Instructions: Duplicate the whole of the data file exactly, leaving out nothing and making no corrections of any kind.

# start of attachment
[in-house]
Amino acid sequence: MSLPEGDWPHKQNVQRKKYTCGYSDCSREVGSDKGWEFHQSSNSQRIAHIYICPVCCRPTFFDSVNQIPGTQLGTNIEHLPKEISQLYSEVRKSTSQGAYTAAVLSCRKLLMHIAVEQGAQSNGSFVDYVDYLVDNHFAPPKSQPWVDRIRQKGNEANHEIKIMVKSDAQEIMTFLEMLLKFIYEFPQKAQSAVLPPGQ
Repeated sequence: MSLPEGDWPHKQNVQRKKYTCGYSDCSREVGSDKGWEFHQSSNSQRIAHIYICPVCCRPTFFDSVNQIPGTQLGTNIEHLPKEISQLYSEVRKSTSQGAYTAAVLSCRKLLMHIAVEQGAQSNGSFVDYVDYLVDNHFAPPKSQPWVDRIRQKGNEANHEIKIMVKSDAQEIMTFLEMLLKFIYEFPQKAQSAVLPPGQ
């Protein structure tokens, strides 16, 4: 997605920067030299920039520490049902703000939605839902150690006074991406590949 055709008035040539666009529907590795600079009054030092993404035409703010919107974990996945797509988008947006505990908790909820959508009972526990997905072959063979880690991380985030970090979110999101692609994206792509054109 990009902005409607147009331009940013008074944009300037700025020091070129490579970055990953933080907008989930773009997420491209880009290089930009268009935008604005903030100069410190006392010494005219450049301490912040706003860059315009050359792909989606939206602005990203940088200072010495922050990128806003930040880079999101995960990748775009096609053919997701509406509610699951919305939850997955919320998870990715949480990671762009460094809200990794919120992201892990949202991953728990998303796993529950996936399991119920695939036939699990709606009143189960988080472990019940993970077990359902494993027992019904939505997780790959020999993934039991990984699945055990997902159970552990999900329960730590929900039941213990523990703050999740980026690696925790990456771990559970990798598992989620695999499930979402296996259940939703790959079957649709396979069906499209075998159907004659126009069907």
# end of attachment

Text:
[in-house]
Amino acid sequence: MSLPEGDWPHKQNVQRKKYTCGYSDCSREVGSDKGWEFHQSSNSQRIAHIYICPVCCRPTFFDSVNQIPGTQLGTNIEHLPKEISQLYSEVRKSTSQGAYTAAVLSCRKLLMHIAVEQGAQSNGSFVDYVDYLVDNHFAPPKSQPWVDRIRQKGNEANHEIKIMVKSDAQEIMTFLEMLLKFIYEFPQKAQSAVLPPGQ
Repeated sequence: MSLPEGDWPHKQNVQRKKYTCGYSDCSREVGSDKGWEFHQSSNSQRIAHIYICPVCCRPTFFDSVNQIPGTQLGTNIEHLPKEISQLYSEVRKSTSQGAYTAAVLSCRKLLMHIAVEQGAQSNGSFVDYVDYLVDNHFAPPKSQPWVDRIRQKGNEANHEIKIMVKSDAQEIMTFLEMLLKFIYEFPQKAQSAVLPPGQ
């Protein structure tokens, strides 16, 4: 997605920067030299920039520490049902703000939605839902150690006074991406590949 055709008035040539666009529907590795600079009054030092993404035409703010919107974990996945797509988008947006505990908790909820959508009972526990997905072959063979880690991380985030970090979110999101692609994206792509054109 990009902005409607147009331009940013008074944009300037700025020091070129490579970055990953933080907008989930773009997420491209880009290089930009268009935008604005903030100069410190006392010494005219450049301490912040706003860059315009050359792909989606939206602005990203940088200072010495922050990128806003930040880079999101995960990748775009096609053919997701509406509610699951919305939850997955919320998870990715949480990671762009460094809200990794919120992201892990949202991953728990998303796993529950996936399991119920695939036939699990709606009143189960988080472990019940993970077990359902494993027992019904939505997780790959020999993934039991990984699945055990997902159970552990999900329960730590929900039941213990523990703050999740980026690696925790990456771990559970990798598992989620695999499930979402296996259940939703790959079957649709396979069906499209075998159907004659126009069907």